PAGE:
Archive for June, 2009

Aim for the Top! 2: A True Nonoriri Has a Buster Machine in Her Heart!



I am going to invoke the authority of both Noriko and the iconic crossed arms stance of Aim for the Top! (or Gunbuster or Top o Nerae! or whatever you feel like) as I say this potentially controversial statement:

As a long-time fan of GunbusterDiebuster is amazing.

There. The deed is done. I put them on the same level. Now come, Galactic Monsters!

Gunbuster is simultaneously a paean to and a pastiche of anime, an apex of sorts of fanfiction, where Hideaki Anno and the rest of Gainax took bits and pieces from anime they loved and synthesized their tribute to it; their own attempt, as it were, at aiming for the top. By and large they succeeded; the story of Noriko, who gains inner strength even as she remains perpetually 15 due to the effects of time dilation, has endured and maintained its popularity in the twenty years since the release of the first episode. But this post is not about Aim for the Top!: Gunbuster. This post is about Aim for the Top! 2: Diebuster.

At first glance, Diebuster is an entirely different beast than its predecessor: the world of Gunbuster is fairly straightforward and relatively grounded in science (even going so far as to include, as omake, science lessons), whereas Diebuster almost immediately dispenses with any pretension of scientific accuracy and stretches the suspension of disbelief to the limit (and then some). If Gunbuster is reality, then Diebuster is surreality. Gunbuster is about the strengths of youth; Diebuster, its weaknesses. And yet, even with the very different moods that both engender in the viewer, the spirit remains the same, if manifested two very different ways in two very different decades.

Whereas Gunbuster had Noriko remaining forever 15 throughout its 12,000 year span, and therefore able to claim the strengths and idealism of youth, Diebuster offers us the Topless Squadron: young teenagers who are the only humans powerful enough to pilot the Buster Machines, but remain sealed. But they cannot leave the solar system due to the Red Milky Way of the Space Monsters, and so they cannot enjoy the time dilating effects as Noriko did, and so they are left, stranded, to grow up in a world where they must age and lose their ability as Topless, and then continue living as hollow shells of normal humans, bereft of the power they once tasted. Some adjust to this new reality well, others poorly, but none are left unaffected–and none particularly feel like giving up what they will eventually lose.

Enter Nono. As a robot, Nono’s mental age is perpetually locked somewhere around the age of 9, even as her body ages over ten millennia. As a result, she is perpetually Topless, the ideal state for the currently disaffected Topless who immediately share some degree of envy for her. She idolizes who she refers to as Nonoriri (Noriko), who she freely admits she has never seen, and who functions as a sort of God for her. Although Nono is capable of amazing feats of physical strength–the moment, for instance, at the end of the first episode where she ripped her shirt exactly as Noriko did and unleashed a Lightning Kick on the hapless Space Monster caused so much inter-generational fanboy glee for me that words may not suffice–her true strength lies not in the physical but in the interpersonal. Ebullient, childish, and cheerful to a fault, Nono invites the members of the Topless Squadron to reacquaint themselves with idealism and engage in a bit of introspection. Nowhere is this more evident in episode 3, where Nono confronts the floundering, apathetic, and pained Tycho, leading Tycho to awaken the newest Buster Machine and subsequently work through her own catharsis.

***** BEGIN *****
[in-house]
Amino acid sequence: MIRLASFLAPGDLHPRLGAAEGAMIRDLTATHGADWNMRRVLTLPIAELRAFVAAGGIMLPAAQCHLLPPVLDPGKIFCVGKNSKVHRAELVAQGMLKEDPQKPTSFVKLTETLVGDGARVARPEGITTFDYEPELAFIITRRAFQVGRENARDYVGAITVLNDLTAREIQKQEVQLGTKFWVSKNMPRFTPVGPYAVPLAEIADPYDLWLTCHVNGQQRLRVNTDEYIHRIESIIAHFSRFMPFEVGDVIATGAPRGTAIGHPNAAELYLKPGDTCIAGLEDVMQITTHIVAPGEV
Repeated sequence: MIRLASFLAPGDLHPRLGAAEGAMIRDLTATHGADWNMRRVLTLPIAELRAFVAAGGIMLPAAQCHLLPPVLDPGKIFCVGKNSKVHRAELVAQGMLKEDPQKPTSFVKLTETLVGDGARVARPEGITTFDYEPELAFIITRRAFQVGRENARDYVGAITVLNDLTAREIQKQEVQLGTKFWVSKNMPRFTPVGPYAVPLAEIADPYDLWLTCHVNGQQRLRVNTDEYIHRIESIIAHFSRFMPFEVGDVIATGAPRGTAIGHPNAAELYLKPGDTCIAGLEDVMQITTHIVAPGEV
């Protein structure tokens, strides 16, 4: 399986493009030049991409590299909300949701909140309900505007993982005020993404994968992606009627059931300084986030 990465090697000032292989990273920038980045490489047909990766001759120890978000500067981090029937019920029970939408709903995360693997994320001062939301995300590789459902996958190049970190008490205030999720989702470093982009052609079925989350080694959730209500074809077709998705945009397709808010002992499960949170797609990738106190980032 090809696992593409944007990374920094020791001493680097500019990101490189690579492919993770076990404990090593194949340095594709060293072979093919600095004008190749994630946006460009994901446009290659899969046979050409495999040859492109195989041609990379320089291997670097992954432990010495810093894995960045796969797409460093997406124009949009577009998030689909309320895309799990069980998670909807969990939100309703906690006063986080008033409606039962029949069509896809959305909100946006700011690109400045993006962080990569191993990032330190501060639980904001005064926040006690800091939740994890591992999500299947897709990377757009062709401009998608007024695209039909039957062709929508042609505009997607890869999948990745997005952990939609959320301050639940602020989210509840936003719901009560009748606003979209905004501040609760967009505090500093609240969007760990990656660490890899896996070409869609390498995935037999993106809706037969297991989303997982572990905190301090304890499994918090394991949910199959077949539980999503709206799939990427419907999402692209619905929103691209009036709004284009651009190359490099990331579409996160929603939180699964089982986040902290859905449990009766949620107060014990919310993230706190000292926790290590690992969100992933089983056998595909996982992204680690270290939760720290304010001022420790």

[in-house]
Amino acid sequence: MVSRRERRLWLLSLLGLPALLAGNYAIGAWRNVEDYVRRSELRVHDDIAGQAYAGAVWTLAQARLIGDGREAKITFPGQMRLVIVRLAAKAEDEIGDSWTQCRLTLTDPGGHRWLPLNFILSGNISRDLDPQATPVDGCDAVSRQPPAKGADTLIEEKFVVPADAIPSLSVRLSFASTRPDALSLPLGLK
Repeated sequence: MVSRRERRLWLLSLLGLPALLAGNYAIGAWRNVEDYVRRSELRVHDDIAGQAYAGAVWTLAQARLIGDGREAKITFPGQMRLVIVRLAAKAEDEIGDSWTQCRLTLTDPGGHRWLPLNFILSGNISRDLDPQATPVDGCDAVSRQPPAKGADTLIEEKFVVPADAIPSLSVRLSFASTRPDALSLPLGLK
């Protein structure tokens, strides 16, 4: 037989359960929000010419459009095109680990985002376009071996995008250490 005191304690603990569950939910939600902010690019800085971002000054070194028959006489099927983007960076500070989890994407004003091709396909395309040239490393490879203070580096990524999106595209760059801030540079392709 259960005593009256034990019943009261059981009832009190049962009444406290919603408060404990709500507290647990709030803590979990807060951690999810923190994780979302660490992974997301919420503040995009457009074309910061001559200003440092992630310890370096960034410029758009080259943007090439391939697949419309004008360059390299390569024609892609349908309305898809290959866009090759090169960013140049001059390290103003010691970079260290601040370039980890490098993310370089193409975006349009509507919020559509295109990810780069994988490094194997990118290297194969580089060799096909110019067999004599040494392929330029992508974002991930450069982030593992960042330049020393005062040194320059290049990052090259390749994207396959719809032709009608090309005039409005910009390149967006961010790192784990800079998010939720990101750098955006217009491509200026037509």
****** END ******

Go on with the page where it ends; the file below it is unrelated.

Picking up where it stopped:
But Nono’s true identity is not that of an ordinary robot, but of Buster Machine #7, a humanoid Buster Machine that can also command and control the drone-like Buster Squad (or the Space Monsters as I haven’t really gotten quite clear on to what Nono’s henchmen are). As Buster Machine #7, Nono is ridiculously powerful, but also ridiculously uncontrollable. She barrages with immature passion and complete disregard for herself; even as the enormous Diebuster, her lack of focus prevents her from defeating the gravity well Space Monster that has attached itself to Noriko’s singularity. In short, her massive potential for physical power is largely ineffectual. But Nono / Buster Machine #7 sums it up best: a true Nonoriri has a Buster Machine in her heart–providing, coincidentally, a handy explanation for her own interpersonal abilities. That which drives a Buster Machine–a symbol for the ability to effect change globally, locally, or, perhaps most importantly, personally–is not age but feelings, feelings that tend to be ground out of people as they grow older. It makes explicit themes of Gunbuster: Noriko did not have limitless power due to youth, per se, but from the pure, idealistic nature of her heart fostered by youth. Rather than the Buster Machines enacting change, it is the humans piloting the Buster Machine that enact the change.